Okay, Raja Sen, on whom I have a HUGE brain crush (see also: Rajinder Dudrah), interviewed Karan for rediff, and you should go there and read the whole thing right NOW NOW NOW. And then come back here so we can talk about it.
First, remember in my post on the Dream Team concert I talked about how Karan has this persona he puts on for public appearances, but it drops away completely when he is talking seriously about his work? Yeah, this interview is one of those serious times. I mean, not like “the fate of the world!!!” serious, but he isn’t turning everything into a joke or a catty remark.
When he says “Normally I make films through observations that I filter through a dramatic, a cinematic palette”, that’s not a joke, that’s a serious observation about his film style. And that’s the tone he keeps through out. A lot more practical and grounded that the interviews he gives as “Celebrity Karan Johar” instead of “leading Director and Producer Karan Johar.”
Once we get into the meat of the interview, I’m interested in the first few references he throws out to films that inspired him as a child, Arth and Saaransh and Pyaasa. He mentions them in the context of films that made him cry, and that he hopes this film will be a little lighter than that. But still, they are the only films he references, so there is some meaning in that, and all 3 are intensely personal films. Arth and Pyaasa are almost biographical to their filmmakers.
(Also, Pyaasa is another love triangle filled with unrequited love)
Which is the theme that runs through this interview, Karan is trying to sell this as a personal film, for both himself as the creator and Ranbir as the actor portraying his vision: “I don’t know where that floodgate of emotion in Ranbir comes from. There’s a pent-up dam and there are little holes through which the emotion leaks out. One day it will burst.”
For Karan, of course, unreciprocated love is his strong suit. It’s what powered Kuch Kuch Hota Hai, way back when. For this, he says “Twice in life, my love hasn’t been reciprocated and I know what it can feel like. So that emotion runs through the film, it’s not a cop out. We stick to the feeling of ‘ek tarfa pyaar’ as suggested by the dialogue at the end of the teaser.”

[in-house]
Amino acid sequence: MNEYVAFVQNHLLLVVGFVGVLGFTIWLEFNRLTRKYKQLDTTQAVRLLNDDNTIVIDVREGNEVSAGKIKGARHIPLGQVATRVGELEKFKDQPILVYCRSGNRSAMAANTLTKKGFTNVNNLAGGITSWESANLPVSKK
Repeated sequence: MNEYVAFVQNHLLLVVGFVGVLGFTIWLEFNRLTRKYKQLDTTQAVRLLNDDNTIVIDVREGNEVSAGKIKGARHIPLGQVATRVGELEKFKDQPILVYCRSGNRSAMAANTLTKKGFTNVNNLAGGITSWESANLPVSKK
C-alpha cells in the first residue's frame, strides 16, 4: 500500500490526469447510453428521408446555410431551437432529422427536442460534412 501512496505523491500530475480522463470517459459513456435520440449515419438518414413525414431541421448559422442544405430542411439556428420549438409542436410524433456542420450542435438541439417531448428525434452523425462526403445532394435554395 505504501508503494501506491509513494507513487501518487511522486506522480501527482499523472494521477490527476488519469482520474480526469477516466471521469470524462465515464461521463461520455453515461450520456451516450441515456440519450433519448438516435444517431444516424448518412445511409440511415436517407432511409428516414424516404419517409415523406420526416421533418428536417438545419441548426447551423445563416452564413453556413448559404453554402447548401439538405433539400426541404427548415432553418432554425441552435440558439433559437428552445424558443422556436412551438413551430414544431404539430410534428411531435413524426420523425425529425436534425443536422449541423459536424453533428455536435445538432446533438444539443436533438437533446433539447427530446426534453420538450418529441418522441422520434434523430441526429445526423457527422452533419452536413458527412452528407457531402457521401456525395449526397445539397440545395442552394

(and of course I immediately start wondering who the other person was! Obviously, we all know who one of his unreciprocated loves is)
(This and the Gazebo scene, to me, are the emotional peaks of the film. Seeing Kajol struggle with her broken heart and then, ten years later finally have it healed)
And then there are the comments about what this film ISN’T. It isn’t Kabhi Alvida Na Kehna, there is no “morality” to the relationships. Thank goodness, because I feel like Kabhi Alvida Na Kehna milked all of the “love triangle mixed in with marital vows” conflict Karan had in him. Anything else would just feel worn out and done to death. So, this will be a love triangle, but between people who are free to give their hearts where they want.
It’s also not in Bombay, which hadn’t occurred to me before, but of course the title comes from this song.
It’s an interesting reference, a Guru Dutt film, but one that doesn’t have his usual bittersweet tone to it. Well, it still does a little bit (I don’t think Guru Dutt could make a 100% happy film, even Mr. and Mrs. 55 has some serious moments), but it is mostly pretty happy. Which matches what Karan is saying about this film, that it will have unrequited love, but it won’t be a dark sobfest.
Oh, and he is also saying that it is NOT Doosra Aadmi. Only, he says that in the context of scotching the infidelity rumors. And yes, a lot of Doosra Aadmi was about the meaning of marriage bonds, but a lot of it was also about what happens when people don’t understand their own hearts and love gets confused with other feelings.
I’m wondering if it will be like Doosra Aadmi in the same way that Jab Tak Hain Jaan was like Daag (remember those rumors?). Or Kabhi Alvida Na Kehna and Silsila. The plot details, including the resolution of the story, are completely different, but the emotions are the same.
At the end of the interview, Karan looks forward, talking about his young ADs and the millennial generation, and how they seem to be embracing heartbreak. Which could be true, certainly there have been a fair number of successful tragic romances recently, sometimes beating out the usual “everything turns out for the best” happy films (Dilwale versus Bajirao, for instance). But he has also looked back, through out the interview, at the whole history of melancholy in Indian film, from Guru Dutt to Mahesh Bhatt.
Which makes me happy, he may say that this is a new kind of filmmaking for him, more in tune with today’s lowkey style, and that he crafted the story for the new generation. But he is also, as always, aware of Indian film history and carrying that into his art.